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At Iqbal Park, Faisalabad, October 16, 17, 18, 20, 21. Drawn. The over-prepared pitch was too slow and true to provide a finish to the first Test match ever to be played at the Iqbal Park stadium. This latest draw was the thirteenth in consecutive Tests between the two countries.
As in the three earlier series between Pakistan and India, the last of which was staged eighteen years previously, Pakistan were luckier with the toss than their rivals. The pitch was bland and easy from the very start and Pakistan, batting until tea on the second day, declared with a gigantic total of 503 for eight, their highest ever against India. It included a sparkling 176 by Zaheer Abbas and a patient, but far from staid, 154 not out by Miandad.
Pakistan had lost their first three wickets, those of Majid Khan, Sadiq Mohammad and Mushtaq Mohammad, in a short span - while they progressed from 84 to 110 - and on the second morning Asif Iqbal fell without scoring. But there was so much depth to their batting that Pakistan were never deflected far from their course to a big score.
Zaheer Abbas took three hours twenty minutes to reach his century, which he did in the midst of a fiery onslaught against the second new ball, and in all he batted five and a quarter hours, hitting two 6s and 24 4s. He drove with grace and exact placement on the off side and pulled violently against anything even remotely short of a length. Miandad, normally an ebullient or even impetuous batsman, played with judgement and restraint on this occasion and batted for more than seven hours. He hit three 6s and thirteen 4s. Together, Zaheer and Miandad put on 255 for the fourth wicket, the highest partnership for any wicket for either side in Test matches against each other.
Faced with an enormous score, India could do no more than play for a draw. With a sequence of big partnerships, they had made their position quite secure before lunch on the fourth day - during a stand of 166 for the fourth wicket between Viswanath and Vengsarkar. The pillars of the Indian batting were their two leading batsmen, Gavaskar and Viswanath, the former laying the foundations with a characteristic innings of 89. These two put on 101 for the third wicket, and when Gavaskar went, Viswanath took charge and scored 145 (his highest Test score). In doing so he became the first Indian to score a century against every Test-playing country.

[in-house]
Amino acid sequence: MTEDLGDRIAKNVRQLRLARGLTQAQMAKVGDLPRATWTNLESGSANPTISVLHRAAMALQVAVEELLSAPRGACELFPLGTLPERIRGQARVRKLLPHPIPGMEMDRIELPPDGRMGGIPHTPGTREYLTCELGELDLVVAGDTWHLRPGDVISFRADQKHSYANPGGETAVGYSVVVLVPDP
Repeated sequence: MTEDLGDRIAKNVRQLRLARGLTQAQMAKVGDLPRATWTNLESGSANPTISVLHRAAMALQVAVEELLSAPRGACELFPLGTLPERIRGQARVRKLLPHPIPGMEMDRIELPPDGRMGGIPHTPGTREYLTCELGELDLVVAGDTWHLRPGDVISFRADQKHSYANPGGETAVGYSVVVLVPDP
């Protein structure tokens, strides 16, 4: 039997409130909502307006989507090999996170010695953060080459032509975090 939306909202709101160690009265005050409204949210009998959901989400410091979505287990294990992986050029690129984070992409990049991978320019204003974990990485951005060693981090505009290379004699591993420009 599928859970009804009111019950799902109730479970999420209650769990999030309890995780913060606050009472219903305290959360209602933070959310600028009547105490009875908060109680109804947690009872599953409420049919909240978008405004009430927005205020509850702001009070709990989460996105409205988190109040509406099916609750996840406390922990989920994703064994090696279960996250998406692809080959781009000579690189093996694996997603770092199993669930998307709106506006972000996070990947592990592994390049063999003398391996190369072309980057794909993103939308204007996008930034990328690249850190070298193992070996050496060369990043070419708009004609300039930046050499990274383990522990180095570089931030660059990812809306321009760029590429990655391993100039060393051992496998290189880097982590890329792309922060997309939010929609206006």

Considering the fund of runs at their disposal, Pakistan's tactics in the field were surprisingly defensive. There was an over-abundant use of the three faster bowlers, which kept the over-rate down to about twelve an hour, and it was not unusual for Imran and Sarfraz to bowl three short-pitched balls an over. Iqbal Qasim, the left-arm spinner, was not called on until the total had passed 200, and Mushtaq directed most of his bowling, delivered from round the wicket, outside the leg stump.
With the first innings taking the best part of four days to complete and only 41 runs separating the two sides, the second innings was a mere formality. Yet Zaheer came close to achieving the rare feat of scoring two separate hundreds in a Test match, and Asif made a sparkling century.
Although the match was played for the most part in good humour, there was an unsavoury incident late on the fourth day at the start of Pakistan's innings. During discussions that followed the warning by umpire Shakoor Rana of Mohinder Amarnath for following through into the proscribed area of the pitch, Gavaskar, the Indian vice-captain, used insulting language against the umpire concerned. Mr. Rana and his colleague refused to go out the next morning until action was taken, and play was delayed by eleven minutes while a compromise was reached.